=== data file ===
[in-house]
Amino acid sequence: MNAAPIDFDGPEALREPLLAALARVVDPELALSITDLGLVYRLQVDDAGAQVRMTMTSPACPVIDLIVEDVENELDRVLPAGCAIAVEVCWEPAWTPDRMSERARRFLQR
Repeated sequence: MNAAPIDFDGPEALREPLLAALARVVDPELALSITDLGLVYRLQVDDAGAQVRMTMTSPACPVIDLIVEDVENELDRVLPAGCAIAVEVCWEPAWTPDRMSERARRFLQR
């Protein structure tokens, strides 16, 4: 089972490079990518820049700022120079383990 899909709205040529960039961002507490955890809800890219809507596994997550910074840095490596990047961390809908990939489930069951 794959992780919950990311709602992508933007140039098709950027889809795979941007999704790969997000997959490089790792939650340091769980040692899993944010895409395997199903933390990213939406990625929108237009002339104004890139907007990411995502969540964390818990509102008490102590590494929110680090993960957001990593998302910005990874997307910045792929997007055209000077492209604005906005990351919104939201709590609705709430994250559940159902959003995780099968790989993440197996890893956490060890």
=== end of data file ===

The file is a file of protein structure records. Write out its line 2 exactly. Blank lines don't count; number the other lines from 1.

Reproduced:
Amino acid sequence: MNAAPIDFDGPEALREPLLAALARVVDPELALSITDLGLVYRLQVDDAGAQVRMTMTSPACPVIDLIVEDVENELDRVLPAGCAIAVEVCWEPAWTPDRMSERARRFLQR